Tiling A Map On A Ground Plane
By Neil Blevins
Mar 12th 2007

Have you ever needed a large surface of something, and every time you apply a texture map to it, you see the tiling? Here's a trick to help reduce the problem of tiling textures.

For example, you need a concrete floor. You have a photo of concrete that you take with your camera.

Figure 1

Now lets apply it to your ground plane. It's a good start, but it's too large...

Figure 2

Adjust the tiling of your bitmap, now it's the right size, but you can see the edges of your bitmap tiling into infinity...

Figure 3

Lets bring the image into photoshop, and make the edges tilable using the technique outlined in my tutorials: Removing Brightness Variation To Make Tileable Textures and Offset Filter To Make Tileable Textures.

Here's the result in 3d, looks better, but you're still seeing a repeating pattern...

Figure 4

This is because the texture has a large feature (the dark grey blotchy stain) that repeats again and again. Now you could just remove parts of the texture until you no longer have any obvious features like this one, but that will make the texture boring and uneventful. So instead, here's a way to mix between maps to avoid tiling. First, take 2 more photos of cement. Color correct them and make them tilable to they match with the first image...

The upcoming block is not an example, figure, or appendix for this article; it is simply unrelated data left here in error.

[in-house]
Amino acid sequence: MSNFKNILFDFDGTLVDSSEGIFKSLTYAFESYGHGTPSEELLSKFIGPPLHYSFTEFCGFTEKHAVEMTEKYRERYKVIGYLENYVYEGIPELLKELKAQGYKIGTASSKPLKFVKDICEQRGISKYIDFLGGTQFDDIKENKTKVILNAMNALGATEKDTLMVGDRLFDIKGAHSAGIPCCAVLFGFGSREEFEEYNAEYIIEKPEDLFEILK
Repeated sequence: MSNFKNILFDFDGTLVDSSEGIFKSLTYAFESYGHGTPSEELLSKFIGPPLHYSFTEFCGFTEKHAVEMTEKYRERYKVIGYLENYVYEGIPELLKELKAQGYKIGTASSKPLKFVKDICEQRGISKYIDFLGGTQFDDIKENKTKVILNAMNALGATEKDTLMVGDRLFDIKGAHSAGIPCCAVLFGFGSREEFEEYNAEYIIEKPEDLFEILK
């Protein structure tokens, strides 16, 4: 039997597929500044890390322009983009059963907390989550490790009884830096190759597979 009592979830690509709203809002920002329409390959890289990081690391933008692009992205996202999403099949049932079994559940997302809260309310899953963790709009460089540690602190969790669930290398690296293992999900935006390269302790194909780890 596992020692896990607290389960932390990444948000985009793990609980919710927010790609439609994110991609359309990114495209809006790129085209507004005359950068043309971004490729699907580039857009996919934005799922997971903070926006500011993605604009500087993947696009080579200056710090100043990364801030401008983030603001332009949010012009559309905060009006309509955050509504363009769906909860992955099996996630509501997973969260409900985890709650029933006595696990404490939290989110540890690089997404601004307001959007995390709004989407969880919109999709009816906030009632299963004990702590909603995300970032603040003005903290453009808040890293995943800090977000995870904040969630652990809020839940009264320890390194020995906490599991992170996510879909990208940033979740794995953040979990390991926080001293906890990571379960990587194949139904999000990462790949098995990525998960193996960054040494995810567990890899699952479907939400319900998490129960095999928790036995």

Figure 5aFigure 5b

Now turn your bitmap in 3d into a mix map, slot 1 should be your original bitmap, slot 2 should be your second bitmap, and the mix amount slot should be a noise...

Figure 6

Figure 7

Now look at the result in 3d. A lot of the tiling has gone away.

Figure 8

That's because the noise is randomly mixing between the two bitmaps, hence, sometime you're seeing the first bitmap, sometimes the second, and the obvious repeated pattern is broken. You may need to adjust the size of the noise larger or smaller to help hide the tiling...

Figure 9

Now lets add the 3rd bitmap. Make a new mix map, place in slot1 your first mix map, slot 2 should be your 3rd bitmap, and the mask slot should be another noise using a different phase value, so you get a different noise.

Figure 10

Figure 11

Now look at the 3d results. The tiling is even better hidden, because you're now blending between 3 bitmaps.

Figure 12

If you can't take more than 1 photo, you can also try using the same bitmap 3 times, just change the tiling or offset of the bitmap to manually make 2 "new bitmaps" using the same source image.

Also, play with the size of the noises you use, the phase of the noise, and the high and low threshold to achieve better results. Here's a test file in max8 format to play with.


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